Of the more than 25 years that I have practiced medicine as a Rheumatologist, I have been asked many times “what is a Rheumatologist?”. When I give the explanation that “he/she is a specialist in arthritis and autoimmune diseases”, the question that is often asked is “why did I choose to become a Rheumatologist out of all the specialties in Internal Medicine’?”. I can honestly say that a recent article in the Sun Sentinel on the outcome of a patient of mine with rheumatoid arthritis has answered this question very simply.
The patient, Lucille, was first seen by me when she was in her mid thirties. She was a hairdresser at that time who presented to me with multiple painful swollen joints. She was unable to work either at home or in her occupation without severe pain and discomfort and essentially her life was falling apart.
After performing the appropriate examination and blood tests, the diagnosis of rheumatoid arthritis was made. Since that time, I have treated her with multiple medications. As we have discovered and made advances in different forms of therapy over the years, we have been able to provide Lucille with progressively more function, less pain and improved quality of life.
Lucille is an artist who went from being unable to grasp a paintbrush, to producing award winning art that is being progressively recognized more and more by the art community as extremely high quality work.
From my perspective, the few paintings that are hanging up in my office that she personally painted for me, are the answer as to why I became a Rheumatologist. It has always been extremely frustrating for me to hear people state that there is no treatment that will help patients with arthritis. There is also nothing worse than seeing a patient brought into my office with crippling disease who has been misinformed and has ultimately waited far too long to seek treatment. By the time I see them, there is very little that can be done for them.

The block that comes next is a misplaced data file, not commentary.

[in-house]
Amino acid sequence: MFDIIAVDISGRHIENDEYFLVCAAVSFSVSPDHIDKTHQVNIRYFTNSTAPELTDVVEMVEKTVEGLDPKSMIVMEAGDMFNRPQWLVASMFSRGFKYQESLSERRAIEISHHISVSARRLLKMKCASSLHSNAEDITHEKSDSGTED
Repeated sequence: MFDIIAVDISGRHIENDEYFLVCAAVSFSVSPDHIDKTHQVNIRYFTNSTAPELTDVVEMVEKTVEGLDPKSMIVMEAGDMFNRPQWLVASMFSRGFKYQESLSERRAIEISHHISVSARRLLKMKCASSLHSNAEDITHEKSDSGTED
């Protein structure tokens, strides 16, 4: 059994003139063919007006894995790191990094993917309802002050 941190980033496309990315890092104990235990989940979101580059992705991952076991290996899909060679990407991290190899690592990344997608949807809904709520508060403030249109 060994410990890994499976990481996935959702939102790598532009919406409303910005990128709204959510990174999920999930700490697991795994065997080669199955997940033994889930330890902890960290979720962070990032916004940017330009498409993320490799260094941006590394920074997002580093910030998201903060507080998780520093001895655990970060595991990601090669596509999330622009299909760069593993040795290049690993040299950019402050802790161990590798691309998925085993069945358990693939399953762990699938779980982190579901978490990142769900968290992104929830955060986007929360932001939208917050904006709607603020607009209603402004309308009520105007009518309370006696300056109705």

The fact is that while there are over one hundred types of arthritis, some of which can be extremely devastating, in the majority of cases, I know I can effectively help relieve my patients’ pain and symptoms dramatically. This will allow them to have a very productive life with much happiness and pleasure. There is on the one hand, nothing more gratifying than to see someone who is crippled by inflammation of their joints becoming pain-free and more functional and conversely, nothing more frustrating than seeing someone being mistreated, not treated or misinformed.
We have reached a point in the treatment of rheumatic diseases that we truly have made breakthroughs with rheumatoid arthritis and various other forms of arthritis to an extent that I would not have dreamt of when I first started practicing rheumatology.
Obviously, all forms of treatment have risks and side effects and it is my job to balance the pros and the cons and to heal my patients and not to make them worse with my treatment. I can honestly say that the majority of patients, once they have given medications a chance and learn how to adjust their behavior, lifestyle and body habits to work with their medications. usually are very receptive and responsive to treatment.
I also strongly believe that the pleasure that I see in a patient’s family and friends by the smiles that appear as their loved one’s response becomes more and more improved is another very gratifying feeling. Thus, the answer to why I became a Rheumatologist does not need to be explained when this type of reaction is recognized.
My hope is that an example like Lucille is used to make people aware that we can help everyone with arthritis, no matter what type or to what extent it has affected their life. The statement that you “don’t have to live with arthritis,” is absolutely correct and more appropriate now than ever.
I hope to continue to be able to enjoy my chosen specialty, which unfortunately is needed to help patients reduce their pain and disability. It is also something that provides me with tremendous satisfaction in being able to change their pain and disability to situations that are in fact completely different and improved.
Please, if you have any concerns about your arthritis or believe that you have some type of arthritis, seek treatment, look for a Rheumatologist and find out what is available to improve your symptoms and the quality of your life.
Author: Norman B. Gaylis, M.D., F.A.C.P., M.A.C.R.